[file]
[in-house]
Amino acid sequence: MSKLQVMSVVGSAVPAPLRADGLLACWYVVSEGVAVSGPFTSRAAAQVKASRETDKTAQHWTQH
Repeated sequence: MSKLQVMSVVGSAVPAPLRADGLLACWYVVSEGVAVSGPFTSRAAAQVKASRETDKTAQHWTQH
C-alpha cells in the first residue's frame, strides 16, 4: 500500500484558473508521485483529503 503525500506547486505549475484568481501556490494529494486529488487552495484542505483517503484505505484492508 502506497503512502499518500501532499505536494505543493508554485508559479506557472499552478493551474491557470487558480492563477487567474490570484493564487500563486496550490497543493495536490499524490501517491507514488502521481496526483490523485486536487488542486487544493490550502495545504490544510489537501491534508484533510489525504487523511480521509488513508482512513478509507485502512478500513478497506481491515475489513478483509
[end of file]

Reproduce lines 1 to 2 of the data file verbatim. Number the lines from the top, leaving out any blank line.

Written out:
[in-house]
Amino acid sequence: MSKLQVMSVVGSAVPAPLRADGLLACWYVVSEGVAVSGPFTSRAAAQVKASRETDKTAQHWTQH